- The biggest B2C ecommerce markets in the world
- Technologies for an international ecommerce sales strategy
- How to adapt your business to sell online internationally
Thanks to the digital transformation, online outlets are proving to be the most lucrative for traditional businesses. In a marketplace where changes in consumption habits coupled with external factors have meant people are turning more to online shopping, companies are rushing to analyze what new markets they can position themselves in.
Choosing which regions and countries to sell your products to will depend on the niche, industry, audience, and logistical resources available to your company (since expanding your market will increase the efforts needed for distribution, catalog management, and control of legal aspects).
Taking a look at global online sales trends can also provide clues to your strategy.
According to the Global Ecommerce Report prepared by the Ecommerce Foundation on the world’s leading B2C ecommerce countries in 2019:
- Europe is the global market with the highest Internet penetration at 85% of the population, with North America following closely behind at 84%.
- Asia and Oceania is the region with the largest population (61% of the global population) and ecommerce sales revenue (44%).
The world’s biggest B2C ecommerce markets for online sales
- Percentage of online buyers among the population: 79.8%
- Average online spending growth rate: 7%
This is one of the biggest ecommerce markets in the world, showing very attractive prospects for online businesses in all its regions, with 82% of the population buying online in the United States, 75% in Mexico, and 73% in Canada.
Although China is the global leading market for total ecommerce sales, the United States still surpasses it in the online retail sales sector.
- Percentage of online buyers among the population: 72%
- Average online spending growth rate: 2.23%
The countries with the highest ecommerce activity are the United Kingdom (87% of the population buys online), Sweden (84%), and Germany and the Netherlands (83%).
The fewest opportunities are in Romania, where only 27% of the population makes online purchases. Meanwhile, some economic powers such as Italy, which has a modest 48% online buyer rate, do not boast a very large market either.
Spain remains at 63%, although in 2019, it became the European country with the highest growth in ecommerce.
Asia and Oceania
- Percentage of online buyers among the population: 53.4%
- Average online spending growth rate: 2%
These regions include the highest concentration of the global population and markets with very diverse ecommerce characteristics and demands.
Although the level of ecommerce activity is high and similar in South Korea (88%) and Australia (84%), the needs of a business will vary in order to adapt its sales to each of those countries. The types of products with the highest demand, the most intuitive web design for each population, and shipping conditions are all very different, not to mention adapting content management into Korean is a greater challenge than doing so into English.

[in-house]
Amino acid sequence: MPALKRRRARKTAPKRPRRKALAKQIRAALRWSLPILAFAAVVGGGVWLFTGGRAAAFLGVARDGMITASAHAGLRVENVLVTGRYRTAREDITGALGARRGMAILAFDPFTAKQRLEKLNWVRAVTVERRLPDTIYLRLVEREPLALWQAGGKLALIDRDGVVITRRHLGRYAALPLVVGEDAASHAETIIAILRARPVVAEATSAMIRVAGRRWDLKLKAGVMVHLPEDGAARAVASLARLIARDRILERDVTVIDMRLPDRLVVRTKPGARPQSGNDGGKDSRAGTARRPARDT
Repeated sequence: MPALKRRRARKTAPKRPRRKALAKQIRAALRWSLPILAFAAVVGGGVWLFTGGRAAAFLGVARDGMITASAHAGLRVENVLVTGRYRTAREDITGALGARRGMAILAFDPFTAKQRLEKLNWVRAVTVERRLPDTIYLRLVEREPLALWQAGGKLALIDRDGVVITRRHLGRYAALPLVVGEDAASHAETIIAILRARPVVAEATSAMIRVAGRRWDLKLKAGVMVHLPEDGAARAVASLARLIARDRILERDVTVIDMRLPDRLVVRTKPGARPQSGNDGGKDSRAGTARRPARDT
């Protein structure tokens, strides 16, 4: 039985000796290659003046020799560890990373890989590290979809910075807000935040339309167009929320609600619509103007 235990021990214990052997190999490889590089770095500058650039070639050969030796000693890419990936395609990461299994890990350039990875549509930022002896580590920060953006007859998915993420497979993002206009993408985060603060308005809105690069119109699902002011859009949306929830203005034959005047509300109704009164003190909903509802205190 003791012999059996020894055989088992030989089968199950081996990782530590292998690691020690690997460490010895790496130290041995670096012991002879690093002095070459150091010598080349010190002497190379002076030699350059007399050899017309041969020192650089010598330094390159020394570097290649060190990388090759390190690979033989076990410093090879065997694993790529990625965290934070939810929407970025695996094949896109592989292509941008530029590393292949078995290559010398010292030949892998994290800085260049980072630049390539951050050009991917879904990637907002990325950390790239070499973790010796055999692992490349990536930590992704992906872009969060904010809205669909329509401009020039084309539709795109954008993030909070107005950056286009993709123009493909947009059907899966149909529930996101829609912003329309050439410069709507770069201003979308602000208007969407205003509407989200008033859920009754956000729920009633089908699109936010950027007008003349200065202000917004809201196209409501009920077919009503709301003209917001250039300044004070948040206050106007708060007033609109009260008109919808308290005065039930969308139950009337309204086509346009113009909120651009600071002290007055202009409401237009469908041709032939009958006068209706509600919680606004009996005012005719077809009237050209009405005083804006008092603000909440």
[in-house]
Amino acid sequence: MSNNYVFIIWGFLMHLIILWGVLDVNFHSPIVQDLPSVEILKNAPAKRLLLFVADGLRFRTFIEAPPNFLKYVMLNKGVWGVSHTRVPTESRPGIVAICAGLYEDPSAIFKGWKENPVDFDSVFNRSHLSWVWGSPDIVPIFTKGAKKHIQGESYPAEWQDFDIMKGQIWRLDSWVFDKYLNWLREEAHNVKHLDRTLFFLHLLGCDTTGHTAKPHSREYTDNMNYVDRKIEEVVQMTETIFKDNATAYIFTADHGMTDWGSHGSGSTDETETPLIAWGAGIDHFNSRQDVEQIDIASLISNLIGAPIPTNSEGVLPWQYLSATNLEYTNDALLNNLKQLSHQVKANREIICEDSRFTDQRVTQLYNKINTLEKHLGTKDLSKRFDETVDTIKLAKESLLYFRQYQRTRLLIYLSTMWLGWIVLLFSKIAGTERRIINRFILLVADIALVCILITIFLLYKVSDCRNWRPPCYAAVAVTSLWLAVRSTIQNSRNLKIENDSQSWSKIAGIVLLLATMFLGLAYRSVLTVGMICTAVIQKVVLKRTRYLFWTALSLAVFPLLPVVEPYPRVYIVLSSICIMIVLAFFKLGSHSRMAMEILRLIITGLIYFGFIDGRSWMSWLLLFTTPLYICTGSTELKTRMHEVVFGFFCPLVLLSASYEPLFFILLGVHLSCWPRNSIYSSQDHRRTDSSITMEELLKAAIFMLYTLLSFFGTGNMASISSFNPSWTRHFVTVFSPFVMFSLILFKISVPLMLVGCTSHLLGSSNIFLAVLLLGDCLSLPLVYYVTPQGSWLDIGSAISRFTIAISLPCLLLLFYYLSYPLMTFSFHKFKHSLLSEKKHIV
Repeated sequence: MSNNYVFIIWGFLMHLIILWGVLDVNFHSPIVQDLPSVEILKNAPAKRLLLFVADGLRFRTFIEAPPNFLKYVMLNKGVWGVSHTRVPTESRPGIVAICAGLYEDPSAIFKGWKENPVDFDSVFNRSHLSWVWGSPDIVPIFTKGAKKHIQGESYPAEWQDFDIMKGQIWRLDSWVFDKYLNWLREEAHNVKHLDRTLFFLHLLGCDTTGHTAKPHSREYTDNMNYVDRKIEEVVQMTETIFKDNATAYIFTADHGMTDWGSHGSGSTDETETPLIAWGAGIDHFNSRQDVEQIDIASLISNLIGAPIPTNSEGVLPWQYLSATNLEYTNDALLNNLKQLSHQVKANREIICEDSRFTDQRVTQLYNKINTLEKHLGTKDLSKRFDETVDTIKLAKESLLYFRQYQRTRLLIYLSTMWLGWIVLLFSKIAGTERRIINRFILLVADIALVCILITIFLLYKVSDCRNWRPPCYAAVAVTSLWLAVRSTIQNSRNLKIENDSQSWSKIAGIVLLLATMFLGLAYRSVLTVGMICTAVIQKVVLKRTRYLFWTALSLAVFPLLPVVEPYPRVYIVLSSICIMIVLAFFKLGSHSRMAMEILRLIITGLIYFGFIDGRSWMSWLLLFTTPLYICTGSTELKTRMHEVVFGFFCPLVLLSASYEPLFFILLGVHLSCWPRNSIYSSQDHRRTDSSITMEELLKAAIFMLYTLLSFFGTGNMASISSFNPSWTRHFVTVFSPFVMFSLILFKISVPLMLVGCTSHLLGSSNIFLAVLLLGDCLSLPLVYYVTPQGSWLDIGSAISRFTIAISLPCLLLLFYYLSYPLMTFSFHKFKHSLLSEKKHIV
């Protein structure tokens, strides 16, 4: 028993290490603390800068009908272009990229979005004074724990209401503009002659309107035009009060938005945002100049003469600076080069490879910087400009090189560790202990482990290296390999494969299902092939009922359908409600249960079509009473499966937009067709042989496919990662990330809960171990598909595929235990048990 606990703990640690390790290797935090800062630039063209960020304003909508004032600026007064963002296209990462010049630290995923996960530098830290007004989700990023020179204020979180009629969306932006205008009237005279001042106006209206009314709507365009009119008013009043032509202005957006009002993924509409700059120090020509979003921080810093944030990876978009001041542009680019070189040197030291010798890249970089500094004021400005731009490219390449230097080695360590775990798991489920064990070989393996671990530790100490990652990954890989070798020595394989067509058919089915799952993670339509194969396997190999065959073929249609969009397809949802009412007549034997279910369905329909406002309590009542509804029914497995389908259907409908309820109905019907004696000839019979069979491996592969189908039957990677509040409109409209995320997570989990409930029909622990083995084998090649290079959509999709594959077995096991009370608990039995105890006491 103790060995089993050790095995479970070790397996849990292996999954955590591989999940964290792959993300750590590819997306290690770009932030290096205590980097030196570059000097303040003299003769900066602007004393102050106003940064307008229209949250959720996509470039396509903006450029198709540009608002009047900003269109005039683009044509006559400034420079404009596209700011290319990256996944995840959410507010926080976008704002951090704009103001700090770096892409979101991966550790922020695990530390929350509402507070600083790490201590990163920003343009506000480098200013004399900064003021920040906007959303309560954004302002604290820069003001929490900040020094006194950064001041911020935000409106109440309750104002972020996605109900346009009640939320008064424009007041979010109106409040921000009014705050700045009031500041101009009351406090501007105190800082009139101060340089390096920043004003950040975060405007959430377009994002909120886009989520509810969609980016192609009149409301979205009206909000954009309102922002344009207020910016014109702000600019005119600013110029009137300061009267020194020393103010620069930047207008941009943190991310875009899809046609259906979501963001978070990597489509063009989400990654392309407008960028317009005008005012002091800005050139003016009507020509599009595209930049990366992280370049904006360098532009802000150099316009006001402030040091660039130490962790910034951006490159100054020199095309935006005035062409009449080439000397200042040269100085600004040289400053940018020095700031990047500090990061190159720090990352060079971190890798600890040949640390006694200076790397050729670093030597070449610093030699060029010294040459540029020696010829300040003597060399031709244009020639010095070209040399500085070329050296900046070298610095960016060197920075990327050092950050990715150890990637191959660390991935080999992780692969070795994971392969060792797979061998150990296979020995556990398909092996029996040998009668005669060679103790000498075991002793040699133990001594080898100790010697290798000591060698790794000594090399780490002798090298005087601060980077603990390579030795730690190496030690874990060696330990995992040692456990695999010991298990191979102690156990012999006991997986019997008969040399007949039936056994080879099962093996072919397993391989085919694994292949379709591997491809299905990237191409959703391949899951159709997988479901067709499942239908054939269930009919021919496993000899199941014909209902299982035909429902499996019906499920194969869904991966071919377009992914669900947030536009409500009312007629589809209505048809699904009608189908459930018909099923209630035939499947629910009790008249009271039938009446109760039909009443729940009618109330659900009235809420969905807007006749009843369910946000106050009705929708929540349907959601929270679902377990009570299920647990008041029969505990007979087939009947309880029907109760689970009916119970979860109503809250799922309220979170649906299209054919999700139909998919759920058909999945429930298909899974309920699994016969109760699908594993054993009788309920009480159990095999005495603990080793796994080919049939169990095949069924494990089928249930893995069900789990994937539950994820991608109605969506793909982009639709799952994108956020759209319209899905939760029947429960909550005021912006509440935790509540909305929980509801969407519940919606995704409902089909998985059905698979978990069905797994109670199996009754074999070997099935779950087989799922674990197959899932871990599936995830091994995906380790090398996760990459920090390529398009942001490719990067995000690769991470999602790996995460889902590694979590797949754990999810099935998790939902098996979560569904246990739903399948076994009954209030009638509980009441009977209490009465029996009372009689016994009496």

Japan is another active ecommerce market with 71% of the country buying online. While China is a large exporter and the biggest ecommerce sales market, its population is less inclined to making international purchases and has an ecommerce shopping rate of 59% (in part because of the government’s online access restrictions).
- Percentage of online buyers among the population: 46%
- Average online spending growth rate: 2.59%
The largest ecommerce markets in Latin America are Argentina, with 78% of the population engaged in online shopping, and Brazil with 50.6%, though the latter country has the highest volume of ecommerce sales.
- Percentage of online buyers among the population: 43%
- Average online spending growth rate: 32.5%
The African countries with the highest demand for ecommerce have not yet reached the growth levels of leading economic powers: in Kenya, 65% of the population is active in online shopping, followed by Nigeria and South Africa at 63%.
While these figures may seem unpromising, it is important to remember that Africa is a market with huge inequalities (one that also includes the least developed ecommerce economy in the world: Tanzania). The logistical difficulties of the African market network are not preventing some of its regions from experiencing higher B2C ecommerce growth and stable demand.
- Percentage of online buyers among the population: 43%
- Average online spending growth rate: 97%
Like Africa, the Middle East includes a few prominent ecommerce markets as well as regions of very low online penetration.
Among the strongest markets are the United Arab Emirates with 89% of the population engaged in ecommerce activity, Bahrain with 83%, and Qatar with 81%. Meanwhile, in Armenia, only 15% of the population buys online.
Another problem faced by online buyers in the Middle East is that most national retailers still do not offer online shopping facilities. This is encouraging international online shopping, which could be a very interesting window for businesses that want to expand their global network.
Until now, most of these online purchases were made from Chinese sellers, but consumers in the Middle East are increasingly turning to ecommerce businesses based in other countries, with the United States and Germany at the top of the list.
It is important to keep in mind that the Middle East is home to a largely young audience, one more accustomed to using online media and not hesitant to buy international products (especially clothing, electronics, and jewelry).
For example, in Saudi Arabia, 55% of the population is under the age of 30 and nationwide smartphone use is over 65%. Adapting sales strategies to this niche and channel and, of course, offering web and product content in Arabic are keys to success in selling online in the Middle East.
Technologies for an international ecommerce sales strategy